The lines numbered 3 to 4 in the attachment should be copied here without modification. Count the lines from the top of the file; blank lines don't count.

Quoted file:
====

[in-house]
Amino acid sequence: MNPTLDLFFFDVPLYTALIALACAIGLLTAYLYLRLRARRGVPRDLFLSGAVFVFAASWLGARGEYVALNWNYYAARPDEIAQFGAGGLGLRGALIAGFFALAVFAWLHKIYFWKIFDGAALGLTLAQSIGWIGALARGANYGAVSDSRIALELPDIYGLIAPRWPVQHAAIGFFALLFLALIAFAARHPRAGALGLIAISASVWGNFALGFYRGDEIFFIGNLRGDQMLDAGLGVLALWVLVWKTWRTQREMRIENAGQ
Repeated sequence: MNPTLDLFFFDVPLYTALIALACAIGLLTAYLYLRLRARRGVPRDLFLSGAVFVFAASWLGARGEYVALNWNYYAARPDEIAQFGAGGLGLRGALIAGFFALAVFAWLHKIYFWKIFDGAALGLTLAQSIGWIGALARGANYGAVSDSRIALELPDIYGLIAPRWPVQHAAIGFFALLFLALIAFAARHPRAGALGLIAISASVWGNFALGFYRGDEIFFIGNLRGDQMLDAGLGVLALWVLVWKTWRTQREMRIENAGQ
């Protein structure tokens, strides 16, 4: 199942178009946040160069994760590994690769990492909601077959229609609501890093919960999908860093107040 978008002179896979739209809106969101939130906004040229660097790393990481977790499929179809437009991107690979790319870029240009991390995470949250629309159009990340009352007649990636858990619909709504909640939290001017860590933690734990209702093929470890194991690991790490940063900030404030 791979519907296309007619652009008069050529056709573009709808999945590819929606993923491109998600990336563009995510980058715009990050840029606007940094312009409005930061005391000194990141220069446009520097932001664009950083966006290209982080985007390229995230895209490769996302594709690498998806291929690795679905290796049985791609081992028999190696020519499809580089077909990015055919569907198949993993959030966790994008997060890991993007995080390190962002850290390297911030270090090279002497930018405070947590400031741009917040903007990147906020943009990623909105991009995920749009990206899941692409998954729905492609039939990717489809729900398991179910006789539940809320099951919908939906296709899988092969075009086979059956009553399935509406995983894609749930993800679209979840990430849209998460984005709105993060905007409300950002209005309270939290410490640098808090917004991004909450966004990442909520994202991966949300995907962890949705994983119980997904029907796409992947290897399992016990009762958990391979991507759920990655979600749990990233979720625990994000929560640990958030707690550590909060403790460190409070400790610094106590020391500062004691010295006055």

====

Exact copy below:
Repeated sequence: MNPTLDLFFFDVPLYTALIALACAIGLLTAYLYLRLRARRGVPRDLFLSGAVFVFAASWLGARGEYVALNWNYYAARPDEIAQFGAGGLGLRGALIAGFFALAVFAWLHKIYFWKIFDGAALGLTLAQSIGWIGALARGANYGAVSDSRIALELPDIYGLIAPRWPVQHAAIGFFALLFLALIAFAARHPRAGALGLIAISASVWGNFALGFYRGDEIFFIGNLRGDQMLDAGLGVLALWVLVWKTWRTQREMRIENAGQ
């Protein structure tokens, strides 16, 4: 199942178009946040160069994760590994690769990492909601077959229609609501890093919960999908860093107040 978008002179896979739209809106969101939130906004040229660097790393990481977790499929179809437009991107690979790319870029240009991390995470949250629309159009990340009352007649990636858990619909709504909640939290001017860590933690734990209702093929470890194991690991790490940063900030404030 791979519907296309007619652009008069050529056709573009709808999945590819929606993923491109998600990336563009995510980058715009990050840029606007940094312009409005930061005391000194990141220069446009520097932001664009950083966006290209982080985007390229995230895209490769996302594709690498998806291929690795679905290796049985791609081992028999190696020519499809580089077909990015055919569907198949993993959030966790994008997060890991993007995080390190962002850290390297911030270090090279002497930018405070947590400031741009917040903007990147906020943009990623909105991009995920749009990206899941692409998954729905492609039939990717489809729900398991179910006789539940809320099951919908939906296709899988092969075009086979059956009553399935509406995983894609749930993800679209979840990430849209998460984005709105993060905007409300950002209005309270939290410490640098808090917004991004909450966004990442909520994202991966949300995907962890949705994983119980997904029907796409992947290897399992016990009762958990391979991507759920990655979600749990990233979720625990994000929560640990958030707690550590909060403790460190409070400790610094106590020391500062004691010295006055």